ASSESS TO PROGRESS

I think this is an excellent quote about assessing by Heward who is quoting Kauffman about the necessity to use data to make instructional decisions:

The teacher who cannot or will not pinpoint and measure the relevant behaviors of the students he or she is teaching is probably not going to be very effective. . . . Not to define precisely and to measure these behavioral excesses and deficiencies, then, is a fundamental error; it is akin to the malpractice of a nurse who decides not to measure vital signs (heart rate, respiration rate, temperature, and blood pressure), perhaps arguing that he or she is too busy, that subjective estimates of vital signs are quite adequate, that vital signs are only superficial estimates of the patient’s health, or that vital signs do not signify the nature of the underlying pathology. The teaching profession is dedicated to the task of changing behavior—changing behavior demonstrably for the better. What can one say, then, of educational practice that does not include precise definition and reliable measurement of the behavioral change induced by the teacher’s methodology? It is indefensible. (p. 514)”Heward, W. (2003).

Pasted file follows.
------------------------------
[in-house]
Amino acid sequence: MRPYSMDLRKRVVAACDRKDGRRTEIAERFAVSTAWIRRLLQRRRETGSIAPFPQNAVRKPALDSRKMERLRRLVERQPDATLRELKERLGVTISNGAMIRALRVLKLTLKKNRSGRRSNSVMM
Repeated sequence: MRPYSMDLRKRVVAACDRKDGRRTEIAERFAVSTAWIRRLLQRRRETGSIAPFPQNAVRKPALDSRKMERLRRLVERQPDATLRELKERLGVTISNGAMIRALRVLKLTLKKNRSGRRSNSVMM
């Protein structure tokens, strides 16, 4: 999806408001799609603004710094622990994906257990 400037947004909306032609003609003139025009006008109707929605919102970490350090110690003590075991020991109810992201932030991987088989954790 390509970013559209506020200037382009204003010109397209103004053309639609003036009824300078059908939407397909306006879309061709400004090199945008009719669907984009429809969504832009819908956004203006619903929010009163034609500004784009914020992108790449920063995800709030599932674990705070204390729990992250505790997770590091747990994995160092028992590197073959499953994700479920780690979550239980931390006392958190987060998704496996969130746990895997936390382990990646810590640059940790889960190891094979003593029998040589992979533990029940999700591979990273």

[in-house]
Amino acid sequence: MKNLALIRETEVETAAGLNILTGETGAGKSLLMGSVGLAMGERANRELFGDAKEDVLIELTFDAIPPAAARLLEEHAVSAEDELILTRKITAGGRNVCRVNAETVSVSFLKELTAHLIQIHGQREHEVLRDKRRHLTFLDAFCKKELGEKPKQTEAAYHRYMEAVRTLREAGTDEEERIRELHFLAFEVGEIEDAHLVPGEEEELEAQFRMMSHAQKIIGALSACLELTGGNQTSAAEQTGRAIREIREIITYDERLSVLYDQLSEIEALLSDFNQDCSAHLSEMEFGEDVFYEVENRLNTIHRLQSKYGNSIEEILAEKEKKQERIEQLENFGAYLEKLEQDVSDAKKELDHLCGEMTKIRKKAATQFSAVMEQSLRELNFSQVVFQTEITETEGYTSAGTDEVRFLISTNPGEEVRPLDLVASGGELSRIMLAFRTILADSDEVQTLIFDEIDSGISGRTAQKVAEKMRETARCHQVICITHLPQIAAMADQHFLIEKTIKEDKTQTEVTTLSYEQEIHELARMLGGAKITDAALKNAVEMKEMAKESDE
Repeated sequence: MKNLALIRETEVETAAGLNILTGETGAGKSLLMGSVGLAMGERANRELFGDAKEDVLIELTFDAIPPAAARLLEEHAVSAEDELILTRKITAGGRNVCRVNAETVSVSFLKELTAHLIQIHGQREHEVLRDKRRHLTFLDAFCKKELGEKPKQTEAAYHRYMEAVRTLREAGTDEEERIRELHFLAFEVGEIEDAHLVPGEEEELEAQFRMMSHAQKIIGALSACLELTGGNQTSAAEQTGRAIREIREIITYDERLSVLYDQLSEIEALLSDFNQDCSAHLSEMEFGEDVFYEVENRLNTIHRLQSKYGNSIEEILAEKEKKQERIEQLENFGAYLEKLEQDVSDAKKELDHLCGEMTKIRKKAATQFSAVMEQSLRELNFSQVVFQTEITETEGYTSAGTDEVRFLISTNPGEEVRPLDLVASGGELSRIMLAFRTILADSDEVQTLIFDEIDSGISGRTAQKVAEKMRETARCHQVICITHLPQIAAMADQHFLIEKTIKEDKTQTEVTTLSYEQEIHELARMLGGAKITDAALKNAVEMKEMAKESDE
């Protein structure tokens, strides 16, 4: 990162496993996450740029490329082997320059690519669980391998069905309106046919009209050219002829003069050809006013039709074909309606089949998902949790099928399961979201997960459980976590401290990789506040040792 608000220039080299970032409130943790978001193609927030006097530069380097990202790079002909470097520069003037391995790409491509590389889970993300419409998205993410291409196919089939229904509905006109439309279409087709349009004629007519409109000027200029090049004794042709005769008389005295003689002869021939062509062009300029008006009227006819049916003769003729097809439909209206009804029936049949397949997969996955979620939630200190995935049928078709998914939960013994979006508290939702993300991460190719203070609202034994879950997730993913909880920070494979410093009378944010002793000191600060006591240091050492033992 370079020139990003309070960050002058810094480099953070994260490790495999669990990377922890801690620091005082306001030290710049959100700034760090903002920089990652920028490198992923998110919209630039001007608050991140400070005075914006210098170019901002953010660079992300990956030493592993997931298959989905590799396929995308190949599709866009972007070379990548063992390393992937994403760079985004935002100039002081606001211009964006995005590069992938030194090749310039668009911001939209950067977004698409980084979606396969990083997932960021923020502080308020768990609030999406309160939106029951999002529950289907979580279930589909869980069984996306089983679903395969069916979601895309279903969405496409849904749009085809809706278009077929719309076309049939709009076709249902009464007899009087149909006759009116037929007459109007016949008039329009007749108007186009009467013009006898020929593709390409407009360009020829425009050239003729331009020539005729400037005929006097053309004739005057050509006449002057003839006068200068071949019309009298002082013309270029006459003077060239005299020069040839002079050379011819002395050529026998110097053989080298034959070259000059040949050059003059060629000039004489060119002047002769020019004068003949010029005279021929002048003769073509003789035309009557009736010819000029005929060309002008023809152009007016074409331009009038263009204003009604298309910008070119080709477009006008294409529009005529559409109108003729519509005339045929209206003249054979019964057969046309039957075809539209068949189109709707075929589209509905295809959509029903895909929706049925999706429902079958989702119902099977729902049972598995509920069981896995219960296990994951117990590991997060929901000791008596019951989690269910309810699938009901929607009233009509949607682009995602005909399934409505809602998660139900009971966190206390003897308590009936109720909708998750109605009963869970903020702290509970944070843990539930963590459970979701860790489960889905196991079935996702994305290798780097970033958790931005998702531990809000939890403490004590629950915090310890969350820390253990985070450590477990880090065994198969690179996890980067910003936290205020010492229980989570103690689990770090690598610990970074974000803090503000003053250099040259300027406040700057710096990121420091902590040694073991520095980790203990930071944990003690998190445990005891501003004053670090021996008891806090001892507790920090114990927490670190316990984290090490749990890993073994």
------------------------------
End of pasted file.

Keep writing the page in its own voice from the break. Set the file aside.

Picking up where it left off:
— THE JOURNAL OF SPECIAL EDUCATION VOL. 36/NO. 4/2003/PP. 186–205